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Vol. 25, No.19 Week of May 17, 2020
Providing coverage of Alaska and northern Canada's oil and gas industry

Revisions in BP-Hilcorp deal include upstream closing first

Kristen Nelson

Petroleum News

Damian Bilbao, vice president of commercial ventures for BP in Alaska, told the Alaska House Resources Committee May 8 that BP is committed to closing the sale of its Alaska assets to Hilcorp. “Overall, we are very pleased with progress” on the transaction, he said.

When he addressed the committee in February, he talked about the effect of uncertainty on the industry.

“Boy, did I nail that one,” Bilbao said May 8.

The drop in oil price, the health response to COVID-19 and the ongoing transition, all created uncertainty for employees, he said, and management in both companies wanted to decrease that uncertainty.

There were three primary changes made to the purchase and sale agreement so that it would work better at today’s oil price, Bilbao said. (BP announced changes to the agreement and its commitment to the sale on April 27.)

The $5.6 billion total consideration remains the same, but the structure and phasing of payments was modified in the revised agreement, Bilbao said, with lower completion payments in 2020 and interest bearing vendor financing, a commonly used tool for lending money from seller to buyer.

The changes also created the option of bifurcating the close of the upstream sale from the close of the midstream sale.

Bilbao said bifurcation addressed uncertainty for employees around the closing date, but said June 30 is still the goal.

Closure is subject to regulatory approvals, he said, but if the companies don’t have midstream approval they would go ahead with the upstream closing and continue to work on the midstream.

The third change is in staffing, with up to 50 BP employees scheduled for early retirement June 30 to remain, as BP employees, and continue to support Prudhoe operations for 90 days. Bilbao said BP was working to notify those employees by May 15.

RCA submittals

BP and Hilcorp submitted additional information to the Regulatory Commission of Alaska, which is working the midstream assets transfer, on May 4, almost 9,700 additional pages in response to RCA’s March request, Bilbao said, with the response as comprehensive and complete as the companies could make it.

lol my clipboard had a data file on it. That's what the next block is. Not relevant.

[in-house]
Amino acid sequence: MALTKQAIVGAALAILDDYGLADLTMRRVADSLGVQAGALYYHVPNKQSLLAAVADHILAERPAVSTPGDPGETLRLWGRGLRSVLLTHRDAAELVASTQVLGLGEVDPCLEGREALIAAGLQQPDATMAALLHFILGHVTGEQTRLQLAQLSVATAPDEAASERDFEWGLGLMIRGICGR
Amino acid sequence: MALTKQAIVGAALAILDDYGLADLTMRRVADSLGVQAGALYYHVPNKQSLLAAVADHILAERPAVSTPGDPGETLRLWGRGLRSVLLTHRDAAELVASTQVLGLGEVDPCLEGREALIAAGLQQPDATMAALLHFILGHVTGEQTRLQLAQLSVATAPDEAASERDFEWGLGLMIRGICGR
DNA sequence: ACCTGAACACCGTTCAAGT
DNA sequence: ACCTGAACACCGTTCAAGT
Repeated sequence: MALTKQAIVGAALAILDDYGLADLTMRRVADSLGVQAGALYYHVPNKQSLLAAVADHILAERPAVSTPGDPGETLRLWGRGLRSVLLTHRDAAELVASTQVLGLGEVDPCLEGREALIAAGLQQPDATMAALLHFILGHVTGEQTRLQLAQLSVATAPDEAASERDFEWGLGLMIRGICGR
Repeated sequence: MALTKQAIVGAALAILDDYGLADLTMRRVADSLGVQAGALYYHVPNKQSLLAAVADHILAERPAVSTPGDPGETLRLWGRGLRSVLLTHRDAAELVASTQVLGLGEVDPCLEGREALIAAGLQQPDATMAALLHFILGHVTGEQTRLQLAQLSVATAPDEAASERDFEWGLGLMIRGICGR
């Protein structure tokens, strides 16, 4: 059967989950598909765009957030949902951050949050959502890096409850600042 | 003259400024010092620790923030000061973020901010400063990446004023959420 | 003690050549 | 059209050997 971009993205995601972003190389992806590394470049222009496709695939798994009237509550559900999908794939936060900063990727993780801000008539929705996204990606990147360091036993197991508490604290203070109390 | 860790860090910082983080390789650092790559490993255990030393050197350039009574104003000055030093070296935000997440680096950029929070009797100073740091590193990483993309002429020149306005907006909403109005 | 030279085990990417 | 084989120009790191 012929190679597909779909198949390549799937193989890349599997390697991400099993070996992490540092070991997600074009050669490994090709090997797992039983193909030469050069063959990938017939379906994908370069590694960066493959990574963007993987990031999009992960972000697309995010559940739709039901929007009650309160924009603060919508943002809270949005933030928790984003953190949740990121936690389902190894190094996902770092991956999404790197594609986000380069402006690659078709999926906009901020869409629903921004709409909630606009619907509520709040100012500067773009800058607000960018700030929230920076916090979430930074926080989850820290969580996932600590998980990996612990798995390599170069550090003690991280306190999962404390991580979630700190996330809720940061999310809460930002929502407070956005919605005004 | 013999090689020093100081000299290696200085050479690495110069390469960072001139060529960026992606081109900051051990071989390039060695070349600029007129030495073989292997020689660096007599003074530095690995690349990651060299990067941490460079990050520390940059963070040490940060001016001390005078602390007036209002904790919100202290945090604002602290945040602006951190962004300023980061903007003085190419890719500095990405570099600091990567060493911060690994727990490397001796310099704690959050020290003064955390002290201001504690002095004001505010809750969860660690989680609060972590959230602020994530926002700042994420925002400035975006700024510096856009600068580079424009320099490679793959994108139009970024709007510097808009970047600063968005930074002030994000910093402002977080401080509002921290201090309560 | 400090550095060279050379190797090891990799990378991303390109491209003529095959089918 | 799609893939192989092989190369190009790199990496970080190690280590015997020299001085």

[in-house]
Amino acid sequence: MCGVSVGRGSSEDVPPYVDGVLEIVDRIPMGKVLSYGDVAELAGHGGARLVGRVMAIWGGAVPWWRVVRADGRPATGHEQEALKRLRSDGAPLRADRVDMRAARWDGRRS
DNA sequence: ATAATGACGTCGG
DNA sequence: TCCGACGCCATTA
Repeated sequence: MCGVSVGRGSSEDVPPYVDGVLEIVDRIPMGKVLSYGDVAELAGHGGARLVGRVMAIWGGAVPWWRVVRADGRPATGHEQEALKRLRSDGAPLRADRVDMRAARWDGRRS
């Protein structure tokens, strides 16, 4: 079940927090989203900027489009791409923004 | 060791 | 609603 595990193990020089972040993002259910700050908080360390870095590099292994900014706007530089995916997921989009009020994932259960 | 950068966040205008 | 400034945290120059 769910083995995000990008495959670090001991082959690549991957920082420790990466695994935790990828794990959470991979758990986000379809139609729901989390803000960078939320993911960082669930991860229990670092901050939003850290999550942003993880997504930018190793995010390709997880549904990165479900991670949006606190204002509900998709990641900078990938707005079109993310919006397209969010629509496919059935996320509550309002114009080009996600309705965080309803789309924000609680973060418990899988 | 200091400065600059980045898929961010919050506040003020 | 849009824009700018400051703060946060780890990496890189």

Most of the RCA’s questions focused specifically on sensitive information and as a result, so did the responses, he said. Addressing the need for confidentiality he said 75% of the confidential information falls into three categories: risk assessments; DR&R, dismantlement, removal and restoration; and minutes of TAPS owners and Alyeska Pipeline Service Co. meetings.

The first two categories are protected as confidential because they are critical energy infrastructure information with the potential for misuse by someone in preparation for a terrorist attack. Insurance information comprises 17% and contains competitively sensitive information. Of the remainder, 80% are confidential documents - operating agreements, PSA terms - already found confidential by RCA, Bilbao said.

The data is available to commissioners and staff, he said, but is not shared publicly.

The Department of Natural Resources also received this information since both RCA and DNR are entrusted with decisions on asset transfer and have full access to the full response, Bilbao said.

Interest bearing vendor financing

Bilbao said interest bearing vendor financing is a commonly used tool in merger and acquisition transactions and said is a fancy way of saying the seller loans to the buyer and the buyer repays as it would any loan.

He said he couldn’t speak on behalf of Alaska regulators, but one of the reasons industry sometimes uses vendor financing is because it reduces uncertainty on financing - it’s clear where the loan is coming from. He said it is BP’s understanding that the restructuring of the PSA does address some of the regulators’ concerns.

Submittals to RCA

The May 4 submittals to RCA included a public version of the companies’ responses and a petition for confidential treatment of filings which the companies identified as confidential.

The companies said they “have provided narrative and documentary responses to many of the requests … without asserting confidentiality and thereby making the responses and documents public.”

They cited state and federal statutes backing their request that other documentation and narrative responses be held confidential.

Among the arguments for confidentiality the companies cited federal statutes protecting critical energy infrastructure information.

Minutes of the TAPS owners’ meetings “address certain areas that have traditionally been considered confidential, such as attorney-client privileged communications.”

As for Hilcorp financial data, the companies argue, as they have before, that Hilcorp has made a choice to be privately held, shielding them from “public shareholder and market analyst pressures that many of their public peers in Alaska are facing, which is causing them to either exit the State of Alaska or reduce their activity.”

Making the company’s financial data public “would essentially saddle the Hilcorp Entities with the disadvantages of being a publicly-held company without conveying any of the advantages.”


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